Dust: An Indie Programmer’s Tale


The world of making indie games is something that’s become a recent fascination for gamers. With wide open platforms and fewer barriers between a game creator and the consumer than ever, it’s certainly appealing for would be game-makers to take a stab at producing their own content.

This summer, one of XBox Live Arcade’s blockbuster releases was a game known as Dust: An Elysian Tail. Dust is a Metroidvania (or Castleroid if you’re nasty) style game with a bit of a cartoony flair, with a really interesting art direction and a wonderful setting. I’ve heard nothing but good things, and the gameplay videos are promising as well.

But the most interesting thing about Dust? It was created, essentially, by just one man, Dean Dodrill. In a fascinating Postmortem feature at Gamasutra, Dean walks through his solo development cycle for Dust, in which he quit his day job, taught himself how to code, built the game’s systems from scratch and struggled to get it out on time. He goes through the ups, the downs, the woes, the prayers, the deadlines and everything else, in what’s probably one of my favorite game articles I’ve ever read.

Seriously, if you’re interested in ever taking a stab at your own game or just admire the people who do, I highly recommend checking out this article. Has anybody played Dust? Anyone out there already dabbling in constructing your own video games? When do we get to play them? Go!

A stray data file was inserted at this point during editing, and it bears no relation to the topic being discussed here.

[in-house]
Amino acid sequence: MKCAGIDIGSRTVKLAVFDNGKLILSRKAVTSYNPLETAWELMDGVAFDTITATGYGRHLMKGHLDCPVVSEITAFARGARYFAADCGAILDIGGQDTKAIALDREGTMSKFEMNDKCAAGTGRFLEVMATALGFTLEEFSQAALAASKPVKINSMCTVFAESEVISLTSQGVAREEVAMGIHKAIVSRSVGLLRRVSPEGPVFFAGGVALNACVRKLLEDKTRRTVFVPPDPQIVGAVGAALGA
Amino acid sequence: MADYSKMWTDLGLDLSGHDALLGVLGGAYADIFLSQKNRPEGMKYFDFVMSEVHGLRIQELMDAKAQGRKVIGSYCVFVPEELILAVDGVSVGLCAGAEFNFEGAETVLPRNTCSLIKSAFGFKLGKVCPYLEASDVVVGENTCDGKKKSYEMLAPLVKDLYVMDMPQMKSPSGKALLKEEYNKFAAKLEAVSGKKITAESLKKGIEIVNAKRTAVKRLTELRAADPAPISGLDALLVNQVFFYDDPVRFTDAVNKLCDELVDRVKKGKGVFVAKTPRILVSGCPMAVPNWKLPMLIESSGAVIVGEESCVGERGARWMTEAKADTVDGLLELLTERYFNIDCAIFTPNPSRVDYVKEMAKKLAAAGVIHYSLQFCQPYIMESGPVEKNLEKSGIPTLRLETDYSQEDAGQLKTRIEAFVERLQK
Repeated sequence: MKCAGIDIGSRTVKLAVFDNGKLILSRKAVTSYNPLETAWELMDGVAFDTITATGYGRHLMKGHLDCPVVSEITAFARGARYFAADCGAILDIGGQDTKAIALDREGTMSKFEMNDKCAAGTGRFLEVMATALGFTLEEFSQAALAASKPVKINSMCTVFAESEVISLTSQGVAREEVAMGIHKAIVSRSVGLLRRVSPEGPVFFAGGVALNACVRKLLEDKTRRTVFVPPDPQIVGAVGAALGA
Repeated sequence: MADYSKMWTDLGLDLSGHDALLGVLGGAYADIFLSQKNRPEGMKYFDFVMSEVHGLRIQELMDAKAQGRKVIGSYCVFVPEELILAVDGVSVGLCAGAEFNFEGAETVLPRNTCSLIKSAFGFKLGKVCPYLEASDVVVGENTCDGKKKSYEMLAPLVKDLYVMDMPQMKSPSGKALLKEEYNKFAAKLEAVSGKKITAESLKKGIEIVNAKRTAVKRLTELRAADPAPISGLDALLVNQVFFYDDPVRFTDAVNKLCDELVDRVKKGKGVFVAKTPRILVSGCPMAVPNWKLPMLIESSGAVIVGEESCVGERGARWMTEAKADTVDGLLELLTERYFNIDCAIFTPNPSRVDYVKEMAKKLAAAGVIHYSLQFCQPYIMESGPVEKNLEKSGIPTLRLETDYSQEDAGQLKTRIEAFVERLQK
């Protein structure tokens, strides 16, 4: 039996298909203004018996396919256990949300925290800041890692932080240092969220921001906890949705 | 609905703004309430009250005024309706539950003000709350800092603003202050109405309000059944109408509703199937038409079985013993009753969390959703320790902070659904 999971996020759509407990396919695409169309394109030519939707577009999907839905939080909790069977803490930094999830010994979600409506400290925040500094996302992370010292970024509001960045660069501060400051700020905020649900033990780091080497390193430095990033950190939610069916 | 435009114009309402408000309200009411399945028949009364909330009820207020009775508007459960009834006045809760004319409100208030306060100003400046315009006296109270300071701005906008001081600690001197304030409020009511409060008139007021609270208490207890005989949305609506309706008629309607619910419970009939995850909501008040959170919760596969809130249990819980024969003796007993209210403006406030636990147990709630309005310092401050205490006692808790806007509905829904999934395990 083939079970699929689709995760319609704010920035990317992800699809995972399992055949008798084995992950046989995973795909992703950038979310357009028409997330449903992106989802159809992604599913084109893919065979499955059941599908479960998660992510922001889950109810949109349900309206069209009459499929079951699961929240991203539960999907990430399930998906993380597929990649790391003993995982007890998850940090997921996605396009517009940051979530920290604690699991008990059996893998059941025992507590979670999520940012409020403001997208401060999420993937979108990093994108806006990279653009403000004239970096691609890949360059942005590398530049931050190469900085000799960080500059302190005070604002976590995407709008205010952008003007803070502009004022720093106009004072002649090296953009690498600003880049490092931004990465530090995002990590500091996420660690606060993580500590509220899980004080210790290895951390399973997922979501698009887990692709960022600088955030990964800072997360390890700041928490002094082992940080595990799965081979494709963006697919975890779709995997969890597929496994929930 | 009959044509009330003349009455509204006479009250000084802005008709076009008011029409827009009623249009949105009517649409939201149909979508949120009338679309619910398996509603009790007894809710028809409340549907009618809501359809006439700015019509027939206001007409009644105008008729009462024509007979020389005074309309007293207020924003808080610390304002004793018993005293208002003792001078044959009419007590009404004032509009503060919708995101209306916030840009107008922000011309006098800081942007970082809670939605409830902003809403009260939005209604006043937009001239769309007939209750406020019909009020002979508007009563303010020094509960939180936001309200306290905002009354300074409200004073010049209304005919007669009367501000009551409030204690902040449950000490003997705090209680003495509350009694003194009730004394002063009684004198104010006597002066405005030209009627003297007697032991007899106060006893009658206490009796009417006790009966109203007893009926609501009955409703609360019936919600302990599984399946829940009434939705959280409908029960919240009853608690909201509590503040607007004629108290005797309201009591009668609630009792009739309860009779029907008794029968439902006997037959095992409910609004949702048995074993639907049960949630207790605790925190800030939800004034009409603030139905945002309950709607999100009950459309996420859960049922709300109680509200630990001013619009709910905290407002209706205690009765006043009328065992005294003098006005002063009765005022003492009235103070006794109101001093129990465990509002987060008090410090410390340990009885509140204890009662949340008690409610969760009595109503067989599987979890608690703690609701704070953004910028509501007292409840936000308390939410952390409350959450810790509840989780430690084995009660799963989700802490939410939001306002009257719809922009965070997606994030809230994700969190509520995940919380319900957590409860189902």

Source – Gamasutra

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I write about samurai girls and space marines. Writer for Smooth Few Films. Rooster Teeth Freelancer. Author of Red vs. Blue, The Ultimate Fan Guide, out NOW!

2 thoughts on “Dust: An Indie Programmer’s Tale”

  1. I haven’t played dust, but as a solo game designer and self-taught programmer I can say it takes nothing but pure talent to make a game on your own. I’m a damn good programmer and an even better storyteller, but a terrible artist. Dodrill seems to be an all-around Renaissance man. Very few people can actually bring a game from start to finish all on their own. Not only is it a stressful venture, but it’s also a very risky one. I’ve been designing games as a hobby for almost 8 years and I have never completed anything. Not to say there’s nothing to learn from those failures, but it’s still quite a high rate of scrapped projects when you take a majority of the game on your own.

  2. Wow, amazing article. Really don’t need another game right now, but after reading his story, I don’t think I can help but applaud this guy’s massive effort with a purchase. This was my dream for years, lack of talent be damned. I have to say that, while a far cry from some of the developer horror stories I’ve read, it still leaves a bit of a bad taste in my mouth, and in the end the primary difference seems to be the lack of misguided whip-cracking superiors and eroding team morale. I’ll admit to leaning toward the lazy end of the hard work scale, but 3.5 years with nearly no downtime culminating in a crushing 3-month crunch sounds like a good way to shave a few years off your life expectancy. An inspiring feat nonetheless, and the simple fact that it all came together as it did is rather encouraging.

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